Charles Simic’s Memories: Real and Unreal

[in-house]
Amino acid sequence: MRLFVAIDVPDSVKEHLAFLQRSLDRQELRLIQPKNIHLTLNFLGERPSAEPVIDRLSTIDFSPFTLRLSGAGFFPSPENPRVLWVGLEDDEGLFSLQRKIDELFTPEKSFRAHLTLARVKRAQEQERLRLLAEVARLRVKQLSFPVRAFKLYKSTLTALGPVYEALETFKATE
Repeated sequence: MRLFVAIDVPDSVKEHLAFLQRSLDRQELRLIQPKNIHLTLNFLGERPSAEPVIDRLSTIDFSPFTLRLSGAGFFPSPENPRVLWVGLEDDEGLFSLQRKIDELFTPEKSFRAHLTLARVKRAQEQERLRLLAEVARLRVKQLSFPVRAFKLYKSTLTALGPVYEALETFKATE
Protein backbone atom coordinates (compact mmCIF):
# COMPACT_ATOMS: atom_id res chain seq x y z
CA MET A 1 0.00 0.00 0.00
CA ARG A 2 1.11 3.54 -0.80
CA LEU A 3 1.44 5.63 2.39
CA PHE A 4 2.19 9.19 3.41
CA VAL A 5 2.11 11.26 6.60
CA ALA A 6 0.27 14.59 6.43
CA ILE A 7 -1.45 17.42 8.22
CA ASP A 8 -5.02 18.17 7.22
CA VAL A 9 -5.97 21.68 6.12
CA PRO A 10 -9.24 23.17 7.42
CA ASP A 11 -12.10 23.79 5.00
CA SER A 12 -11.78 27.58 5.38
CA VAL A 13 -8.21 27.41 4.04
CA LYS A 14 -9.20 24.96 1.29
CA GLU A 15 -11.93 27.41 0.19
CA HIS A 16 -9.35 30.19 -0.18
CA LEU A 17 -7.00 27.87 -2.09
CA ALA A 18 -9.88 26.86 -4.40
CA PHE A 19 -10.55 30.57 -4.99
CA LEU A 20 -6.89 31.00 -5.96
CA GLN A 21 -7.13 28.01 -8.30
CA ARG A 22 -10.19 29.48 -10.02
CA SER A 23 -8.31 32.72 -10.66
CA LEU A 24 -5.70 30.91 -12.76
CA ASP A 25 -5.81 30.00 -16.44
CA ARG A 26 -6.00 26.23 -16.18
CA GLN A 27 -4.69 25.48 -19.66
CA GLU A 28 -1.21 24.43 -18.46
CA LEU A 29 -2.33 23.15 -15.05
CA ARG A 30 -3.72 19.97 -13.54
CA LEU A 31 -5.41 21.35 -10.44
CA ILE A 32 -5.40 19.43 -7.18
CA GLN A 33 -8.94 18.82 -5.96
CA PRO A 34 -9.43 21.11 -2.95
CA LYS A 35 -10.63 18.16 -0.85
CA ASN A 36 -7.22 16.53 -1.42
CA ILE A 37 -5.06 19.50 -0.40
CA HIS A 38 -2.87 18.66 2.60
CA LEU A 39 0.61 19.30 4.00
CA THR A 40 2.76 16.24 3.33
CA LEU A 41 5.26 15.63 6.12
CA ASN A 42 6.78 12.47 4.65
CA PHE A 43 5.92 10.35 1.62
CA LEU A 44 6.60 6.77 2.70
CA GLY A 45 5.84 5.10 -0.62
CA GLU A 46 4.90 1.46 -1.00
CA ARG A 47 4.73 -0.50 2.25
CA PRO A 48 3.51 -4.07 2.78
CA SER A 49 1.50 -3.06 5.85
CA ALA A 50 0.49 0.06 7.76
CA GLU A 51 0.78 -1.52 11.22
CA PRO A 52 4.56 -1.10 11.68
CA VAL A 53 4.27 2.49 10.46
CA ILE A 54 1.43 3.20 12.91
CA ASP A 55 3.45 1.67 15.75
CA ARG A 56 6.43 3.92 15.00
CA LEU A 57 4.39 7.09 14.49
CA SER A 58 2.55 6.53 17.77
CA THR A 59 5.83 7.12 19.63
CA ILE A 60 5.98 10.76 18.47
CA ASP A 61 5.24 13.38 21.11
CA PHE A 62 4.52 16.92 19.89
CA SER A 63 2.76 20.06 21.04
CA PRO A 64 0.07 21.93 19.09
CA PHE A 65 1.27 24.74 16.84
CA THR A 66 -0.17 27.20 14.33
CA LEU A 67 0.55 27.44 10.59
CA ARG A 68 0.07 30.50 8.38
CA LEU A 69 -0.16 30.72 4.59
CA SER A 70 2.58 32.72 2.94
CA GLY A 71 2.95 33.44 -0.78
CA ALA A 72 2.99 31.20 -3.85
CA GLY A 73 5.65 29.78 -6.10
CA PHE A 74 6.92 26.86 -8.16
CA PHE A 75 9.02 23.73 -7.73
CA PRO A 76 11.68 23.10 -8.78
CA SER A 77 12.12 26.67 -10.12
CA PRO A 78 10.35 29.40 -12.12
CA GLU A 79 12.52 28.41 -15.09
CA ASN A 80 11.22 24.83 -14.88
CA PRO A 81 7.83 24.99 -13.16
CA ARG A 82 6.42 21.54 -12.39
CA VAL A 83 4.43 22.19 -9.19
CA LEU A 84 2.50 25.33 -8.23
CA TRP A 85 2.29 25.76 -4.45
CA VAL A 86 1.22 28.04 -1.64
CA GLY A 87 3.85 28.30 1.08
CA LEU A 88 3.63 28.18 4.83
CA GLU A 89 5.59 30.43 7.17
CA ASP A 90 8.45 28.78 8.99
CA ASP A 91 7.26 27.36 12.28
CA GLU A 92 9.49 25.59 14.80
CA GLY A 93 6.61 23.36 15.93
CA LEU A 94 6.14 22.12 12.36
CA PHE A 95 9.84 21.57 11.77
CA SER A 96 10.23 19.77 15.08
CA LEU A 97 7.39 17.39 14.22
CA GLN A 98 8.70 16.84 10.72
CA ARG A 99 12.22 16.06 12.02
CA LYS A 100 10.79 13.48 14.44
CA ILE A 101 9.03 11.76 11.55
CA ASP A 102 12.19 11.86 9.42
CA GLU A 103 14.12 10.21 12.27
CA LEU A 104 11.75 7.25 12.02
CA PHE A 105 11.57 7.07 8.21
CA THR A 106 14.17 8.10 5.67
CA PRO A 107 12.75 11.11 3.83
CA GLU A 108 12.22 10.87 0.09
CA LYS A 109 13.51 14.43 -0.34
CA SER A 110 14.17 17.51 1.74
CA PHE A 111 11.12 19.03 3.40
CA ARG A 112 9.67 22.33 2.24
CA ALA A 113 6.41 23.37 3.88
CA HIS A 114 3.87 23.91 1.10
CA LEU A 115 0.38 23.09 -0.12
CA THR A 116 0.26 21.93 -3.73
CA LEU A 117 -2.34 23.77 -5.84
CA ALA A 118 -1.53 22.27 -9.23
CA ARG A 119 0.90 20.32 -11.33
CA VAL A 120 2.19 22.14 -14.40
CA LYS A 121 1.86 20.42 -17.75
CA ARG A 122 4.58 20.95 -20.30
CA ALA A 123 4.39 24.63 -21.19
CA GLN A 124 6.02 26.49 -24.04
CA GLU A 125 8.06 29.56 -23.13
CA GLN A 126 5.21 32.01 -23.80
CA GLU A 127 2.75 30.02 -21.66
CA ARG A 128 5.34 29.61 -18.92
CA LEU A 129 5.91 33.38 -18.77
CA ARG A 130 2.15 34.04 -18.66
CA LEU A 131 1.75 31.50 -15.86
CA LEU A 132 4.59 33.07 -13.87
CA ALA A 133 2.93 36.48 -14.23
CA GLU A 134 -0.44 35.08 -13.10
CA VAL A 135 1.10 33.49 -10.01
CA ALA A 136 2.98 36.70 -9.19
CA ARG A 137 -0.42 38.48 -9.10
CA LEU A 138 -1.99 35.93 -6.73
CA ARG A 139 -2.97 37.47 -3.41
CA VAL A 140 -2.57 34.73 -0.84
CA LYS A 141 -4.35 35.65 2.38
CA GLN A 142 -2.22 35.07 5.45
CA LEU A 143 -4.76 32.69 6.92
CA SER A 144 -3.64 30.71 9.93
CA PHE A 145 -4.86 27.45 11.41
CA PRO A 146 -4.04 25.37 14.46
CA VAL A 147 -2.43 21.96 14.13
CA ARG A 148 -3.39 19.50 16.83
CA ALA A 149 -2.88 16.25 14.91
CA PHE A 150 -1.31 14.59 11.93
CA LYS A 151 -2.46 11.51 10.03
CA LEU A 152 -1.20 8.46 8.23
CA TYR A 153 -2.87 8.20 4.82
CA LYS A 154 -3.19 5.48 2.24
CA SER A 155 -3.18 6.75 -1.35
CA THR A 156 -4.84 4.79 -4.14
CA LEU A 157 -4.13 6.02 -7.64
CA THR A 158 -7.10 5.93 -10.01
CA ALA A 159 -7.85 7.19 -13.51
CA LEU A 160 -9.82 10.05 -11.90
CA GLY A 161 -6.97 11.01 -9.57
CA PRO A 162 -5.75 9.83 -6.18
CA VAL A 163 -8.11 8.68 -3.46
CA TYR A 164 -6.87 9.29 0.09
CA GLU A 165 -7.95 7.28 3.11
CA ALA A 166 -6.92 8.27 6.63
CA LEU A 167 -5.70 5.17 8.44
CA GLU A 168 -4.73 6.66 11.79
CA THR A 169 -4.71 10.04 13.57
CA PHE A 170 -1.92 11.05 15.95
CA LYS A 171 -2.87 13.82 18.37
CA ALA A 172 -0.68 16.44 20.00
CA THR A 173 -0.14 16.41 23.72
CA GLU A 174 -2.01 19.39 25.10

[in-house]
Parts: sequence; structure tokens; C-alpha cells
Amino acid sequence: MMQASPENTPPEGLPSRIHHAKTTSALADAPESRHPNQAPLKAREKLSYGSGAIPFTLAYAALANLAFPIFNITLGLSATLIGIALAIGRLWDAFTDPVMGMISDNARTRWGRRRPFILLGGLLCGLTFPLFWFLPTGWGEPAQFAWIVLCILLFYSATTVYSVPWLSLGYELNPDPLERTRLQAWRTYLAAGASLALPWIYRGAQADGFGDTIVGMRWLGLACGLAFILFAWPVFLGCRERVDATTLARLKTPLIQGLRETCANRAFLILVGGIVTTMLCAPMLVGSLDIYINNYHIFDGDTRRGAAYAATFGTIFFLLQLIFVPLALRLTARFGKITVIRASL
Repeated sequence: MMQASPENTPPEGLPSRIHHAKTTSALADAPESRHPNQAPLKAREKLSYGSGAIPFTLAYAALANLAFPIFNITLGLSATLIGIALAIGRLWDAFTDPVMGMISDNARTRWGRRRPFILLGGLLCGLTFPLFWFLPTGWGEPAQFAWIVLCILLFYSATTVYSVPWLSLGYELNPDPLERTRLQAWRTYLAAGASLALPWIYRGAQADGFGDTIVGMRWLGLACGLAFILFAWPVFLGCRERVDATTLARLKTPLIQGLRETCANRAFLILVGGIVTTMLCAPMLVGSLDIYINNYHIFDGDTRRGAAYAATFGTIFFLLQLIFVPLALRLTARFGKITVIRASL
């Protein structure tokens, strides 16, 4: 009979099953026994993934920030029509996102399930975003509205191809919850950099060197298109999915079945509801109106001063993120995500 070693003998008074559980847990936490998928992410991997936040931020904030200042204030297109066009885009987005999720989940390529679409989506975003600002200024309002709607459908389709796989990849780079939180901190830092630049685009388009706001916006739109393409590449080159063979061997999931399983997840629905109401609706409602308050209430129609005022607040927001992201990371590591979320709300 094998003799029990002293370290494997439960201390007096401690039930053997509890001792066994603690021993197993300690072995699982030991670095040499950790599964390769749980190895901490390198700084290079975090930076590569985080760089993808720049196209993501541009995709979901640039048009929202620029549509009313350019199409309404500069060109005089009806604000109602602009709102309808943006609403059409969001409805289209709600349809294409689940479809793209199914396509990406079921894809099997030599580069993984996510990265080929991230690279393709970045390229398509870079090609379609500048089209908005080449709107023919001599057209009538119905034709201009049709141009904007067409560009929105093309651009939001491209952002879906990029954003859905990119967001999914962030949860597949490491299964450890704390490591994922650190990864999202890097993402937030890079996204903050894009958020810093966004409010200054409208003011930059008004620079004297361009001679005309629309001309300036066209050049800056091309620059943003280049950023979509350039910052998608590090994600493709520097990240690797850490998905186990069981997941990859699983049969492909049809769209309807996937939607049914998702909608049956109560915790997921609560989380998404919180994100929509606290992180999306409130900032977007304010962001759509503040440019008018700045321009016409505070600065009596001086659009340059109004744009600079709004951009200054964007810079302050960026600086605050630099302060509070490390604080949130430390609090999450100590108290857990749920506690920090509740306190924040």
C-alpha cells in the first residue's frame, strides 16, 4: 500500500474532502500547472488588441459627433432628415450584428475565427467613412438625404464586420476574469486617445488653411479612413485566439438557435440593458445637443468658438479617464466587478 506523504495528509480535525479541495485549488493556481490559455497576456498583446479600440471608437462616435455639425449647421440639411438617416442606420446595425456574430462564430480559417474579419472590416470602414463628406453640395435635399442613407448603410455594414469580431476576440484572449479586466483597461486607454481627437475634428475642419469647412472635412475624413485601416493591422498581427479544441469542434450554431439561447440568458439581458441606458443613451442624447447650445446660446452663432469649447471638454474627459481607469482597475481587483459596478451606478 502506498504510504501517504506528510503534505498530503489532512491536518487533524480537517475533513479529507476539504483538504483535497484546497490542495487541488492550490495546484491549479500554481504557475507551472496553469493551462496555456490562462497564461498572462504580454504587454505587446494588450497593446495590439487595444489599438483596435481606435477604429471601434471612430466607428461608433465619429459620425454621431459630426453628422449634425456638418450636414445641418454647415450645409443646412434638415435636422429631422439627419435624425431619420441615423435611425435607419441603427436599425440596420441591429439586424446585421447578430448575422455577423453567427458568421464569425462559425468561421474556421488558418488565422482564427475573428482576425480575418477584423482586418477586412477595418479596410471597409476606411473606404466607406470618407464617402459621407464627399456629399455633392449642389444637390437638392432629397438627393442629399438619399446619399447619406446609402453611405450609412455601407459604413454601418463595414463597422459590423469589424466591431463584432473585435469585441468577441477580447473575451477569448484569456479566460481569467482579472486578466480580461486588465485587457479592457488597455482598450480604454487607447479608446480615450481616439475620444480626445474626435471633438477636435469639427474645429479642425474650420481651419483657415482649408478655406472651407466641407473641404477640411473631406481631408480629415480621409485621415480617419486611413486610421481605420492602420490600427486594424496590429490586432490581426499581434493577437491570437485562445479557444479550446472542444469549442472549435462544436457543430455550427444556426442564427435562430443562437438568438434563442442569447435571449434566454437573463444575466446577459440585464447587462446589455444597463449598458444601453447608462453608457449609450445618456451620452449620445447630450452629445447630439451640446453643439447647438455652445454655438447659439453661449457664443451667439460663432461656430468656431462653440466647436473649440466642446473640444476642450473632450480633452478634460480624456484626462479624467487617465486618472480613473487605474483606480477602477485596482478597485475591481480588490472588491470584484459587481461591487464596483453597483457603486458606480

In an interview, Charles Simic said, “My early life seems like a dream…There’s an element of unreality about it.”[i] Simic’s early life was spent attempting to flee World War Two bombs in Belgrade, Yugoslavia, where he “could easily have been a casualty of war.”[ii] The “unreality” of his circumstances tainted Simic’s innocent experiences of childhood, which were affected by violence and fear at the hands of unyielding political forces. In his poetry, Simic translates his early life into a subtle blurring of the realities of war and of common life, and in doing so, seeks to subvert the power structures at the root of suffering. In “Cameo Appearance” Simic writes, “In the distance our great leader/ Crowed like a rooster from a balcony,/ Or was it a great actor/ Impersonating our great leader?” A politician is compared to an animal and a fraud. This gives a harshly critical political commentary in a simple manner. Simic conveys complicated feelings in an accessible, visceral language that urges the questioning of the true nature of a person, object, or action. In his poetry, a grandmother is a killer, toys are senseless soldiers, and an infant cries for the tragedies of the world. Drawing upon his childhood, Charles Simic uses surrealistic and realistic images of memories to convey the paradoxical unreality and reality of war.